Doubt: A Parable

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Doubt: A Parable

As extensive allegations of child abuse within the Catholic Church continue to simmer in the headlines, Theatre Jezebel is set to challenge audiences with a portrayal of accusation that is altogether more troubling in its ambiguity. John Patrick Shanley’s Pulitzer Prize-winning play Doubt: A Parable sets a rigidly traditional nun and principal of the church school against a progressive parish priest in a fierce battle of wills and suspicion – and as allegations are laid down, the gap between certainty and doubt is blurred and individual interpretation creates a production unique to each audience member.

Set in New York in 1964, a year after Kennedy’s assassination, the plot touches on race and gender issues that are obviously still relevant to a modern audience. The position of the nuns within the patriarchal systems of the church is a theme that director Mary McCluskey is particularly keen to bring to the fore. ‘Women don’t get the opportunity that often to have these meaty parts and to go on those emotional journeys with the characters. We’re seeking to find plays that fit that role and this is certainly one of them.’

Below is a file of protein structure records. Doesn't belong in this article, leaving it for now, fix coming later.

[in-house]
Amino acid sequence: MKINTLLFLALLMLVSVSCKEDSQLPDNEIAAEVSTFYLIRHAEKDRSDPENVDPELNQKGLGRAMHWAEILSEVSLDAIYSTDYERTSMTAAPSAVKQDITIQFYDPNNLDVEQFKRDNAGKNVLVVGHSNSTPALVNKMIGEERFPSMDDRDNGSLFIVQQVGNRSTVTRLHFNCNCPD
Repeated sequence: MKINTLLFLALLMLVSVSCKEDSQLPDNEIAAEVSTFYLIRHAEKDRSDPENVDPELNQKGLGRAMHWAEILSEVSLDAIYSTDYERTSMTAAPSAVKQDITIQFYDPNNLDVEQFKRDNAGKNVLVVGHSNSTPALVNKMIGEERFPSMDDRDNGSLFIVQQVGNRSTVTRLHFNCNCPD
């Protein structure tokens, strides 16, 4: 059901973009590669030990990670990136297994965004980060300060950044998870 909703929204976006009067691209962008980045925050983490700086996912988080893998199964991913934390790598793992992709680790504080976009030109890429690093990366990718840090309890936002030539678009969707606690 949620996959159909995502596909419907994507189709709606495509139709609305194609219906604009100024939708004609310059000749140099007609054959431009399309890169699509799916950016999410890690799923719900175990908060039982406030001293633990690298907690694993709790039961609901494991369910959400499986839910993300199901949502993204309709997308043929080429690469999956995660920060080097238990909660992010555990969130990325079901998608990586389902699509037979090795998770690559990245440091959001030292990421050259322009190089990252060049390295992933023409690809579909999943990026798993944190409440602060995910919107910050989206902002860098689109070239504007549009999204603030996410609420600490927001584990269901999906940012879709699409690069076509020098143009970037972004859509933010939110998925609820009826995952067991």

McCluskey would be ‘most pleased’ if this skillfully emotive piece of theatre ‘caused great arguments in the bar afterwards’ and it will, no doubt, do just that.

Tron Theatre, Glasgow, Tue 1–Sat 5 Jun

Doubt: A Parable

Theatre Jezebel perform John Patrick Shanley's award-winning play about a nun in 1960s New York who is caught up in the investigation of a priest.

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